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Author Topic: Why the darkcoin/dash/dashpay instamine matters  (Read 41668 times)
smooth
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March 23, 2015, 01:06:16 AM
 #1

That drk wasn't insta, fast or opportunistically mined. Do you really think if Evan and his friends weren't the ones who benefitted most that the coin would not be relaunched? Don't rename it, relaunch it if you won't to avoid the scam label.

There is no one trying to deny many coins were mined fast in the beginning.

It is not denied; that would be even insane than the current attempt to whitewash it. It is downplayed describing it as 48 hours (in fact most of the coins were mined in 8 hours), the unprovable claim that the coins were redistributed is presented as fact, and relevant information about the highly suspicious circumstances surrounding the instamine/premine orchestrated by the then and current developer are omitted (see above).

Regarding distribution:

[DISCLAIMER: see disclaimer of conflict of interest at the bottom]

Sigh, I'm a bit tired of seeing the same talking points from the DRK FAQ, etc., but just once I will respond because I think in general AlexGR you are pretty sincere.

You are missing the point.

Quote: "If you see fraud and don't shout fraud, you are a fraud"
  -- Nassim Taleb (author of The Black Swan and Antifragile; credit to opennux for the quote).


First of all, on the matter of redistribution:

DRK/dash supporters frequently claim that the instamine happened but it "doesn't matter" any more because the coins have been redistributed. This is repeated in the DRK FAQ along with several other unsupported statements about who does or does not own certain quantities of coins. However, these statements are at best supposition, as it isn't possible whether it actually happened as claimed.

The problems is, you don't know 90% of what happens in the markets. You can say "coins traded at such a price" but you don't know who was on each side of that trade. If I were trying to legitimize my instamine, the first thing I would do is trade it around, move the coins between wallets, and generally create an appearance of redistribution. To contend that there are not pump groups, whale groups, shady coin developers and others who engage in manipulative and sham trading of altcoins is absurd to the point of ridiculous. This is not the New York Stock Exchange (even there, you probably shouldn't trust everything you see). There is simply no way to know that didn't happen or if it did how much of the activity it represents. This applies at both low prices and high prices.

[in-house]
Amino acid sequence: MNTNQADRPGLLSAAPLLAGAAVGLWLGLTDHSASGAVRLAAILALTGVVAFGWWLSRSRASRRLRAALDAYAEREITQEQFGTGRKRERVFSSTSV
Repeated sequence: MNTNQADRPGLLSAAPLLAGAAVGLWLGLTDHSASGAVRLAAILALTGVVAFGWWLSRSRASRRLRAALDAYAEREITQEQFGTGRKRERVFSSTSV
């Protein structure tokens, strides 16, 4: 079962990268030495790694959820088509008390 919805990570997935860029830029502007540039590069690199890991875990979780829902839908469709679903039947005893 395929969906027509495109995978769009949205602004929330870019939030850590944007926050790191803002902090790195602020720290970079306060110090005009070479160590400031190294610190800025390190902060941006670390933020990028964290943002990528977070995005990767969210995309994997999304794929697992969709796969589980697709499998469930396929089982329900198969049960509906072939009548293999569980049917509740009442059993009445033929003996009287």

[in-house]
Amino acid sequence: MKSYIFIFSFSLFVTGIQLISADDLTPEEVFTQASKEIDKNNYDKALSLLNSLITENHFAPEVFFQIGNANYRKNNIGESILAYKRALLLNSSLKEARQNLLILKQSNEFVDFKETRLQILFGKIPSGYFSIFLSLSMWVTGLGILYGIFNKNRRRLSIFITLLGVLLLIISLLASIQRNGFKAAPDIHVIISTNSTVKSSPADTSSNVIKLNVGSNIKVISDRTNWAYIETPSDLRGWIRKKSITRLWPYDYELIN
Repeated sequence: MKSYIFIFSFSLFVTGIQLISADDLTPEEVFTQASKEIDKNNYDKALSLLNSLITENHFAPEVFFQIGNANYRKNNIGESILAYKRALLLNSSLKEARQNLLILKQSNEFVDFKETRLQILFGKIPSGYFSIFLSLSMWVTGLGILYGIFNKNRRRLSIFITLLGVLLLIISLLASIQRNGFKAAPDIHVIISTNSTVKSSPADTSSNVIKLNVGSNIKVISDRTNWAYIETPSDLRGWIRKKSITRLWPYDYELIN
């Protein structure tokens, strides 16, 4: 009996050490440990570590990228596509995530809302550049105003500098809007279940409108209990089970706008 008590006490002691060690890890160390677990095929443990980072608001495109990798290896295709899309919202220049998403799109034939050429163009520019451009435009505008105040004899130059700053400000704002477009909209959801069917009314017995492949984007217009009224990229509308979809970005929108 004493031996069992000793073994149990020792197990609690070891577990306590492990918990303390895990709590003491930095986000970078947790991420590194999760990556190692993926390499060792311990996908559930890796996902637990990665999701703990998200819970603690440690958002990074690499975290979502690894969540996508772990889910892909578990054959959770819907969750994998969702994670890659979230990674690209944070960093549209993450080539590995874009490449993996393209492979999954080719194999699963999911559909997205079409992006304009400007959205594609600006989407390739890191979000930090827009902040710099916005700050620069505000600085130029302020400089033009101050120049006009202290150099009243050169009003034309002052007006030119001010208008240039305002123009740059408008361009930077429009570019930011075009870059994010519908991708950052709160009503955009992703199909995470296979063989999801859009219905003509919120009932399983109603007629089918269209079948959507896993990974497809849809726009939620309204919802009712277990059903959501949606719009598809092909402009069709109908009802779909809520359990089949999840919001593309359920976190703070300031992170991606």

I will grant that if the coins were traced to a theft at Mintpal and then dumped, that was probably actual redistribution; I don't think the Mintpal scammer was tied to the DRK instamine scam (but you never know with these things; scammers gonna scam). But at best that was a minority of the instamine (and wouldn't early instaminers and other adopters logically have had their in masternodes by then?)

Now I agree it is certainly fair to say that the coins might have been redistributed or could have been redistributed. I would not object to that at all.

But to continue to present this as fact (in the FAQ and frequently used as a talking point by dark supporters) is unsupportable and effectively fraudulent.

In addition, the DRK FAQ claims that the 2 million coin instamine happened over 48 hours, and this talking point is also frequently repeated by DRK supporters.  However, this grossly understates the severity of the instamine, and perhaps paints a picture of a short mining period over which outsiders could still realistically decide whether or not to participate.

In fact:

1. Within the very first hour over 500,000 coins were mined

2. Within 8 hours over 1.5 million coins were mind, which is most of the instamine.

On the matter of the instamine itself, to focus on the amount of the instamine and the subsequent disposition of the coins is to ignore a whole host of extremely deceptive and arguably fraudulent practices that surrounded it:

3. That Evan misled people into thinking that the launch would not happen for days (and specifically "definitely" not in "hours"), then it happened in a few hours, late at night in the US and during the early morning hours in Europe. Considering the >500K coins mined in the very first hour alone, the effect of this "ambush" was enormous.

4. That the stated reason for delaying the launch for days was to do more testing and fix bugs. Yet when the coin was lunched it still had a "serious error." Why was the rushed ambush launch done in this manner?

5. That Evan withheld information about the purpose, features, and goals of he coin development until after the instamine was complete. It was absolutely impossible for you to have any reason to mine this coin unless your strategy was to mine 100% of new coins that were launched, you just happened to stumble into it, you were friends with Evan, or you were Evan. In effect it turns the instamine into a premine, because the coins were mined before the coin was properly announced.

6. That various changes have been made to rewards, etc. multiple times., always in the direction of reducing/restricting/locking up supply, to the benefit of existing holders. The latest version of this is masternode payments, which look very much like a HYIP (a form of financial fraud which attracts new investors by offering high yields to the benefit of earlier investors)